They talked quietly and drank their tea. Then, that night, as he went to leave, as was his want, he kissed her.
It started slowly, gently, pressure and excitement building slowly as he stoked the banked embers within her with his clever tongue. His touch affected her as strongly as ever, but she tried to blink the growing, coiling tension aside to focus on him. Was his breathing a fraction louder than usual? Was his grip on her waist a trifle firmer than before?
It was no use. He had learnt her well enough to know how to demand that every ounce of her attention be focussed on the glorious friction of his mouth on hers. Her eyes drifted shut, and she began to slump against him, small sounds of pleasure muffled by his lips, but growing ever louder as he deepened the kiss. His teeth caught her lower lip, nipping it with the exact amount of pressure to force the delighted gasp from deep within her chest. Then, just as her hands began a slow migration from his chest towards his hair, he started to gentle the kiss and pull away.
This time, she followed him, steering him slowly, inexorably towards the wall until his back met the smooth wood of the door. His brow furrowed slightly as he watched her, and she prayed that it was confusion she read there, not outright displeasure.
She closed the space between them, reaching up to kiss him again.
The softest sound escaped him, barely audible above the crackle of the fire and the rustle of robes; the softest, quietest of moans. Undone, she pressed herself against him, crushing her breasts against his chest as she sought to get as close to him as possible, winding her fingers into his hair. At first she thought he was going to respond as he had that first night, in front of the fire. His breathing hitched, and his hands tightened at her waist – always her waist, her hips, her arms – never once had his hands strayed beyond what could be considered gentlemanly. An aching need had begun to grow inside her, and she kissed him harder, desperate arousal warring with growing frustration at his careful, controlled response.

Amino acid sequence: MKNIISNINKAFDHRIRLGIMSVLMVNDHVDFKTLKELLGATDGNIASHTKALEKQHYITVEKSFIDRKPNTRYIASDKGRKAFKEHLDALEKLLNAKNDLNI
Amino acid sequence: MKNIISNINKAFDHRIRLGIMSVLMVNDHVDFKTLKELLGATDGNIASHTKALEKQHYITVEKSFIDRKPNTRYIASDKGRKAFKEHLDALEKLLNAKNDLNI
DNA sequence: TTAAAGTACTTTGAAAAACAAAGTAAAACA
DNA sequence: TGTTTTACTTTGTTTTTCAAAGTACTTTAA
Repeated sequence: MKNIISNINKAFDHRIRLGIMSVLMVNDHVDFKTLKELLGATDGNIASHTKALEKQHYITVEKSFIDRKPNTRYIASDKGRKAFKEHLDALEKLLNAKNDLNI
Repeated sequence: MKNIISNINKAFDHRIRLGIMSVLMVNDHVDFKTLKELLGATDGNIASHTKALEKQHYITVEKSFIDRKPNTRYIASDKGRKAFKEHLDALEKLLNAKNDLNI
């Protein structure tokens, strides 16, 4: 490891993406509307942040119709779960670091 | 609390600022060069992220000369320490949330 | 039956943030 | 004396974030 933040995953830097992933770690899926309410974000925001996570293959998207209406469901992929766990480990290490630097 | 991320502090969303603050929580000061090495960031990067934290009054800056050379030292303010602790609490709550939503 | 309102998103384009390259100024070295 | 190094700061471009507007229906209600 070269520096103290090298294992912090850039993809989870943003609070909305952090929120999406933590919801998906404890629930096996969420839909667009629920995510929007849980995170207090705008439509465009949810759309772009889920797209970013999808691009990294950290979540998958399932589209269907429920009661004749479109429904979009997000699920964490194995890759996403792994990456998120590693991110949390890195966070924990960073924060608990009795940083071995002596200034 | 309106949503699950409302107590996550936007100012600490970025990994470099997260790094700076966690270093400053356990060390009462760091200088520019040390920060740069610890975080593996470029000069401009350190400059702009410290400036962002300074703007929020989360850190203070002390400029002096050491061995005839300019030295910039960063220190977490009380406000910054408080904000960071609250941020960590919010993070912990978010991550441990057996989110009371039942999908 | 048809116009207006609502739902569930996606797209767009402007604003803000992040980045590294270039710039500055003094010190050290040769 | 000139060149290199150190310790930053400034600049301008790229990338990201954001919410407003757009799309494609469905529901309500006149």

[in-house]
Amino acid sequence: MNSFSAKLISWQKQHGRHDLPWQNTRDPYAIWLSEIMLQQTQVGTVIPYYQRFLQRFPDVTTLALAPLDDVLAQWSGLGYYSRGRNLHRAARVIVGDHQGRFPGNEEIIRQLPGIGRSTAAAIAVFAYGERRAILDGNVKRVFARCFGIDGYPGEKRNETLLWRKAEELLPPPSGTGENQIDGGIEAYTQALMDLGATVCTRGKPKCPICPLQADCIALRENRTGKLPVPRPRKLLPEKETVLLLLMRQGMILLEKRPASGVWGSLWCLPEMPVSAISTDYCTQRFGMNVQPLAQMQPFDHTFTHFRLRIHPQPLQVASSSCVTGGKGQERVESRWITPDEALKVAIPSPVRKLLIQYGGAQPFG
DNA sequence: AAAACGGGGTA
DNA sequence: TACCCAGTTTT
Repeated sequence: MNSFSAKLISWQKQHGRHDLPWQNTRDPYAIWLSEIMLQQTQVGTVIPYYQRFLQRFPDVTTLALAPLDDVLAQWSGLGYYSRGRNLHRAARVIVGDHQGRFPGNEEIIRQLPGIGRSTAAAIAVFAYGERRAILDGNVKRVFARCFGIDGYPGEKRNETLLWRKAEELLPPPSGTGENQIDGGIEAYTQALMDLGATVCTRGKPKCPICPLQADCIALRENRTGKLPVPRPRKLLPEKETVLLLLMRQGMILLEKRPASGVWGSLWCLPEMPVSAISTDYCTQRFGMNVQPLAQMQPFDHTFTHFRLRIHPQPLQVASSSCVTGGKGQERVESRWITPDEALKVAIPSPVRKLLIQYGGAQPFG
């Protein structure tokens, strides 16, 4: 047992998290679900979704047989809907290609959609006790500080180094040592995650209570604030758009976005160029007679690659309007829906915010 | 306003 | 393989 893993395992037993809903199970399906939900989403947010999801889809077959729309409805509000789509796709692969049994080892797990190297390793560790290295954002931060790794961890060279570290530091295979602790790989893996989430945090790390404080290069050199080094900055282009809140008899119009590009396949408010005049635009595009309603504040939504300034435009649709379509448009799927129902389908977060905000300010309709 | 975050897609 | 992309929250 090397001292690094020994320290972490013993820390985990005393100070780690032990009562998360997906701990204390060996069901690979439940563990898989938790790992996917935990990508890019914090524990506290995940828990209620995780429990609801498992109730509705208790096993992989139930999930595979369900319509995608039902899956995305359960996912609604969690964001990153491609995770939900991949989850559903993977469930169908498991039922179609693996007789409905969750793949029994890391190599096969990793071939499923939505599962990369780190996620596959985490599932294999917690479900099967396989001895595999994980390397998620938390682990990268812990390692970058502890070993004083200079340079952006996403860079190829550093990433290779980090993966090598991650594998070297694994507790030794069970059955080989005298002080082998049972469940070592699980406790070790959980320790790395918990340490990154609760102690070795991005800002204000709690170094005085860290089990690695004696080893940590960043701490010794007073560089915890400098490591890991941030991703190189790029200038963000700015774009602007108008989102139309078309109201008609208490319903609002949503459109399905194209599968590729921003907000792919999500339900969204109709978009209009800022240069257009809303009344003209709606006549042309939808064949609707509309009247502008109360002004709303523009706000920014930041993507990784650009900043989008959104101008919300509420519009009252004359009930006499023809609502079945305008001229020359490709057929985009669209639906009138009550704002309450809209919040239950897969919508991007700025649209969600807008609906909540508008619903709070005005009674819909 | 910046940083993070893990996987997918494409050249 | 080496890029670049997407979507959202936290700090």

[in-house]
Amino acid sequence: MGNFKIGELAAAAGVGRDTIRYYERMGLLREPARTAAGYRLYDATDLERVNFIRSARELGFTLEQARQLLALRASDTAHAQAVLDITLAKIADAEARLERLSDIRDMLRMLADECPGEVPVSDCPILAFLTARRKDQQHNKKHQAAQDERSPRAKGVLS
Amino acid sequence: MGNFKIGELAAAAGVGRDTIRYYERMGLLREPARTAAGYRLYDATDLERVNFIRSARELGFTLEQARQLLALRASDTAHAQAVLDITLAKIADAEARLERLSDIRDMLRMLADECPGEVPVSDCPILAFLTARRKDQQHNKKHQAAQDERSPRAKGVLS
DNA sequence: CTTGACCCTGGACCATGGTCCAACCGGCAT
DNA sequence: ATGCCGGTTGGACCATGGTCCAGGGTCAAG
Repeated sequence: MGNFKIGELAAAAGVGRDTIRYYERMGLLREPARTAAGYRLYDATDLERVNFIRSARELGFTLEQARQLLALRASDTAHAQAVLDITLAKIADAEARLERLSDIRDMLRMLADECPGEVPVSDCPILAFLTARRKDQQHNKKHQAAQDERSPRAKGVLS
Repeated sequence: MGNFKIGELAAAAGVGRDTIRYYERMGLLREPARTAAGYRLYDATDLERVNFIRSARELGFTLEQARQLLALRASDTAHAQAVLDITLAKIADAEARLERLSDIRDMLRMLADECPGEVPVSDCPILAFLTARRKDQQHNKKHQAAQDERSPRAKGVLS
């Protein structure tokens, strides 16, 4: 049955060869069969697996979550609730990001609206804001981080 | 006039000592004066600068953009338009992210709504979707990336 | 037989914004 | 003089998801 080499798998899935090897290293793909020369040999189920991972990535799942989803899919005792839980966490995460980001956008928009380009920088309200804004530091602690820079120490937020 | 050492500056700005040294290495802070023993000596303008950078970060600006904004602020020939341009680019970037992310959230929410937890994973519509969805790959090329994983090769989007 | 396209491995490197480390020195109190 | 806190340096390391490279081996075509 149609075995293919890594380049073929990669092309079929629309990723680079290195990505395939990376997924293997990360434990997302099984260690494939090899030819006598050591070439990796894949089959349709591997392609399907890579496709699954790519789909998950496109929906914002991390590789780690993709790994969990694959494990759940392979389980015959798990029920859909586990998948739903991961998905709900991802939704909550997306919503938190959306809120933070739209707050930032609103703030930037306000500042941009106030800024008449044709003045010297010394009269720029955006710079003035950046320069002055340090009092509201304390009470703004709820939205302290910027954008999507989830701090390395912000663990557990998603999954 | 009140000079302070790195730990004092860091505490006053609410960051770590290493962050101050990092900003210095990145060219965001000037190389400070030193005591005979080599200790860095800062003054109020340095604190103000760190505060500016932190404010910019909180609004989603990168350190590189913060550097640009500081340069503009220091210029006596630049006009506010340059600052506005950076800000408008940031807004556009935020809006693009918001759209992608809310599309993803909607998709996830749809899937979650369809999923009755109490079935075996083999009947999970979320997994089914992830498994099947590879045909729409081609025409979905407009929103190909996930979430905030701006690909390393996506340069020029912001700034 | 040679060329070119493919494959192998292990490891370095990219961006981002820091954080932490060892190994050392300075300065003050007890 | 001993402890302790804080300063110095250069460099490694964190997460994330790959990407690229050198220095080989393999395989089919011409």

Any thoughts of a careful seduction fled as she writhed against him, seeking the relief that his polite touches would never provided. The ache increased to an erratic, needy throb, and her breath was shallow and fast as she ground her hips against his.
He hissed, trying to ease her gently away, but the sound was lost by her sudden cry of triumph. He stilled, and she pulled back enough to glimpse his face. He was wide-eyed, not meeting her gaze, but there was no denying his attraction to her now, not when she could feel the hard length of him pressed against her stomach.
She didn't dare raise her voice above a whisper as she asked the breathless question that might change everything.
"Do you want me?"
"I enjoy our time together," he hedged. Was his breathing unsteady? Was that the slightest flush to his cheeks or simply the reflected glow of the fire? Why did her voice have to shake when his sounded so steady? "We share some similar interests and—"
"Not my companionship," she interrupted, then blushed, wondering if he'd heard the rawness in her voice. "Not just my companionship," she amended, steeling herself. "Do you want me in your bed?"
He swallowed. "Yes."
"Then don't go," she whispered. "Stay here, with me."
And there you go . . .